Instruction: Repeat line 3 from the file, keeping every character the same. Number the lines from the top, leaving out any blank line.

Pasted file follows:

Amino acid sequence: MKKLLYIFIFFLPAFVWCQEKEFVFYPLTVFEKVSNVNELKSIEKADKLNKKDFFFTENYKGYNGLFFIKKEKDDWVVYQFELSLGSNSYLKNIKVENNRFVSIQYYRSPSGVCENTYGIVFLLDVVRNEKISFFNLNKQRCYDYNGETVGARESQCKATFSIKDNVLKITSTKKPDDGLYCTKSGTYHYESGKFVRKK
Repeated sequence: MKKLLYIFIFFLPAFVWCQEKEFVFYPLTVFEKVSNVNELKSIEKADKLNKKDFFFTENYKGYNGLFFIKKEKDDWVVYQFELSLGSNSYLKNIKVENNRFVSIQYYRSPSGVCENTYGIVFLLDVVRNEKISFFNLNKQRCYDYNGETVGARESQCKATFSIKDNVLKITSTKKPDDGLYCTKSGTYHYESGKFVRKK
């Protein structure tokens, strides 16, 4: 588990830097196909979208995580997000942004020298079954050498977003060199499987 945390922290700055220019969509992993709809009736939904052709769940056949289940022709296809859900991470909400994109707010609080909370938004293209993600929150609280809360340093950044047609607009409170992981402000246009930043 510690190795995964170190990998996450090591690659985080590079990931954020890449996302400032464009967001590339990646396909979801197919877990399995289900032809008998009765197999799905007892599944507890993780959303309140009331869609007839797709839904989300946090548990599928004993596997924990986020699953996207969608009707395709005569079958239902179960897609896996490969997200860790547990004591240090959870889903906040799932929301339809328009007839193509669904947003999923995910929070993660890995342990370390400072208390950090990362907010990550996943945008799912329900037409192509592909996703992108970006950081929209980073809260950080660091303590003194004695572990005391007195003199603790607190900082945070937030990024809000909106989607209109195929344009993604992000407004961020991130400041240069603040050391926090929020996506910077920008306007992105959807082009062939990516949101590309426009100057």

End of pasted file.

């Protein structure tokens, strides 16, 4: 588990830097196909979208995580997000942004020298079954050498977003060199499987 945390922290700055220019969509992993709809009736939904052709769940056949289940022709296809859900991470909400994109707010609080909370938004293209993600929150609280809360340093950044047609607009409170992981402000246009930043 510690190795995964170190990998996450090591690659985080590079990931954020890449996302400032464009967001590339990646396909979801197919877990399995289900032809008998009765197999799905007892599944507890993780959303309140009331869609007839797709839904989300946090548990599928004993596997924990986020699953996207969608009707395709005569079958239902179960897609896996490969997200860790547990004591240090959870889903906040799932929301339809328009007839193509669904947003999923995910929070993660890995342990370390400072208390950090990362907010990550996943945008799912329900037409192509592909996703992108970006950081929209980073809260950080660091303590003194004695572990005391007195003199603790607190900082945070937030990024809000909106989607209109195929344009993604992000407004961020991130400041240069603040050391926090929020996506910077920008306007992105959807082009062939990516949101590309426009100057």